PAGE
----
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With almost every campus group and organization boasting its own distinctive slogan this fall, the typical T-shirt at Yale makes more than just a fashion statement.

From the classy — Saybrook’s regal griffins — to the downright kinky — the polo team’s “We ride hard and put them away wet,” it seems the first step to a club or team gaining legitimacy on campus is the creation of a distinctive shirt. The urge for recognition has students stretching their creative talents to come up with a bolder, cleverer, more creative T-shirt than the next club.

In the drive to make the best T-shirt, design can sometimes assume a competitive form. George Burkhard ’05 organizes an annual competition among students in the physics department that challenges students to come up with creative shirts. The only criteria is that the shirts have the words “Yale” and “physics” somewhere on them.

The most recent winner had an obscure physics joke on the front: “Delta I J, it’s all or nothing.” On the back was the phrase “Co-Ed Naked Physics, getting physical since 1971.” Maggie Whittlin ’05 and Dave Reiman ’05 co-designed the shirt and split the $100 prize. Burkhard said the judges try to find a balance of cleverness and taste when choosing the winner.

“Generally we like to have somewhat clever and funny things on the shirt,” Burkhard said, “and tasteful, too.”

The birth of a great T-shirt begins with a design, created by of one or two of the organization’s most artistically savvy members. Sometimes using computer software, and sometimes just a pen and paper, the students lay down the design and then send it to a company such as American Stitch and Print or Custom Tees Plus to produce the shirts. The process is sometimes subsidized by a Master’s Office or other branch of the administration and sometimes paid for through the students’ own fund raising.

Some organizations tend toward the wacky. The Branford IM shirts, with the slogan “Where the grass is green and the squirrels are pretty,” have students doing double-takes. Jason Fischer ’06, a Branford IM secretary, described the shirts as having a “bizarre freakish-looking flying squirrel.” Squirrels have a long history in Branford, Fischer said.

“The squirrels routinely jump in the windows at Branford, so we thought we would incorporate that this year,” he said.

The shirts’ designer, Will Tsui ’08, had a slightly different explanation.

“I wanted to be slightly comical, because Branford is notoriously bad at IMs, and I thought what a great mascot the squirrel is to represent how Branford feels about IMs,” Tsui said. “Squirrels aren’t really great at anything, in my opinion.”

Branford’s neighbor Saybrook took a more traditional approach to their IM shirts. Maren Ludwig ’05 designed Saybrook’s intramural team shirts for this year. Ludwig opted for a clean and simple design, primarily featuring Saybrook’s name and its mascot, the griffin.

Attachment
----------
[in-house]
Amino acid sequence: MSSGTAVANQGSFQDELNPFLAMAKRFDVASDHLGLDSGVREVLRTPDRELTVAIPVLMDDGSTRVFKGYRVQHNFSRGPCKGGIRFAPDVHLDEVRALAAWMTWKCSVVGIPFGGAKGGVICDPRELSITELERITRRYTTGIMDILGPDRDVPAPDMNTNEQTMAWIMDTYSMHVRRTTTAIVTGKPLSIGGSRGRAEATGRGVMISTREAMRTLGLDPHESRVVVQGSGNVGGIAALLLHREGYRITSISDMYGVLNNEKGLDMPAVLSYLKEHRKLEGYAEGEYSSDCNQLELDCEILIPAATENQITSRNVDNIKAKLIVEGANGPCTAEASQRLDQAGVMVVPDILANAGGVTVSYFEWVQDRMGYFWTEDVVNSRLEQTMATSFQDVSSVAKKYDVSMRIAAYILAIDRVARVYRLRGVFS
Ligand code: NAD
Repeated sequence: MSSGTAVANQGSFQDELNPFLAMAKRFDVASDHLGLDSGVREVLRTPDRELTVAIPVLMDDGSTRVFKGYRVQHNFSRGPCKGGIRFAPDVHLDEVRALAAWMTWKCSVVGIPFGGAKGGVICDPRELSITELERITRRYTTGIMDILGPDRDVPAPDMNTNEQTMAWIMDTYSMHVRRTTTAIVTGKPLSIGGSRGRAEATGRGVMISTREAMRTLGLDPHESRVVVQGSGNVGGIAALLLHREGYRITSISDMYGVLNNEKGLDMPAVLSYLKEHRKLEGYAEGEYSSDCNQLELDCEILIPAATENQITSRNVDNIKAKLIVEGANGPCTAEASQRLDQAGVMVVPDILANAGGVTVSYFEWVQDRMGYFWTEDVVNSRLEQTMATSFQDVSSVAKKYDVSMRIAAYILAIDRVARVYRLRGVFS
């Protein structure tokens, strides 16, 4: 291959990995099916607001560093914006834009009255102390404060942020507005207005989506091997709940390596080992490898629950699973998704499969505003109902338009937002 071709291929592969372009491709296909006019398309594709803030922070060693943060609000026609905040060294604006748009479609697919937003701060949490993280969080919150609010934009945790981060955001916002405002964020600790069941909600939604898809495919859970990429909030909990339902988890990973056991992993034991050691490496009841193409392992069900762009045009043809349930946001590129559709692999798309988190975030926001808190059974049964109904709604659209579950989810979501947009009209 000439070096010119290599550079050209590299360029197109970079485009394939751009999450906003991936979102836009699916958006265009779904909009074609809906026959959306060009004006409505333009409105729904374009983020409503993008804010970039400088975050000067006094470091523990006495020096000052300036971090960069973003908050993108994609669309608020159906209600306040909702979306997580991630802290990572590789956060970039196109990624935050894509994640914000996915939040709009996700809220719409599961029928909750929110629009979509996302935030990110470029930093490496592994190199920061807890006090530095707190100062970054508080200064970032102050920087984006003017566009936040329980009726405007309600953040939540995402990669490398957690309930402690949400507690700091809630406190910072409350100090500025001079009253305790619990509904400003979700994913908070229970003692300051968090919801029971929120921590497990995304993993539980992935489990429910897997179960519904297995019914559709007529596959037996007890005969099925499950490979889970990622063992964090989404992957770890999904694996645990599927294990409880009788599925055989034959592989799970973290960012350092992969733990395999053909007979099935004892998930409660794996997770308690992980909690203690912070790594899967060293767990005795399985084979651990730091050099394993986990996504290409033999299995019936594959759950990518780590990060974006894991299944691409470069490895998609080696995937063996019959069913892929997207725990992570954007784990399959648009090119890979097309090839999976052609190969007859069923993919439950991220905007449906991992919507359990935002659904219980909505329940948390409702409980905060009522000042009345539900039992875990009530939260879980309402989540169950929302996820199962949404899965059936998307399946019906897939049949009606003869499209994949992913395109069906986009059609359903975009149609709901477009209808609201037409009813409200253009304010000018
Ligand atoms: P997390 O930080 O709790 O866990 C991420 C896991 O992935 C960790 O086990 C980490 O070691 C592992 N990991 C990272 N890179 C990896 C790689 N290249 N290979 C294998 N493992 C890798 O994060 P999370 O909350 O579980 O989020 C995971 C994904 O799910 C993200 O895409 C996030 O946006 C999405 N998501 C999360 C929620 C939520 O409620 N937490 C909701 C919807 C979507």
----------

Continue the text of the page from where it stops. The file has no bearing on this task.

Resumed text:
From year to year, the shirts generally feature some variation of the Saybrook coats of arms, which Ludwig said Saybrugians take pride in.

“We think that we have a pretty cool seal, so we generally use it,” Ludwig said.

A cappella groups are also well-known known for putting a lot of thought into their shirts. The New Blue designed two shirts this year, in addition to making shirts out of tank tops and puff paint during the summer. This year, New Blue member Whitney Seibel ’06 designed one of the shirts which displays the silhouette of a woman with the New Blue logo on her shoulder. The woman, whom the New Blue women call “Leila,” stands next to the phrase “Yale’s oldest women’s a cappella group” written in Seibel’s handwriting.

“It was really fun making them,” Seibel said.

Seibel also said the shirts had other uses such as campus publicity and concert attire.

Another a cappella group, Mixed Company, created shirts with male and female bathroom sign figures on the front, along with the words “Doing it co-ed.” One of the three designers, Mark Dunn ’07, said the shirts were particularly important during rush, when the group needs to have what Dunn called a “consistent aesthetic” to appeal to a wide audience of potential new members.

“Appearance is very important during rush,” Dunn said. “We want to have a good image and say something positive about the group.”

Programs to welcome freshmen also generate interesting tees. Many colleges design shirts for their upperclassman moving helpers to wear on the day freshmen arrive. Priscilla Adams ’06 designed shirts for the “Stiles Super Sibs” this year. Adams was in Germany over the summer, and enlisted the aid of a German friend with graphic designs skills. The bright yellow shirts have a Stiles Sibs logo on the front; the back features a moose pulling a sleigh full of boxes. Adams said she wanted the shirts to attract attention and that the main purpose of the shirts was to show that the students wearing them were there to help.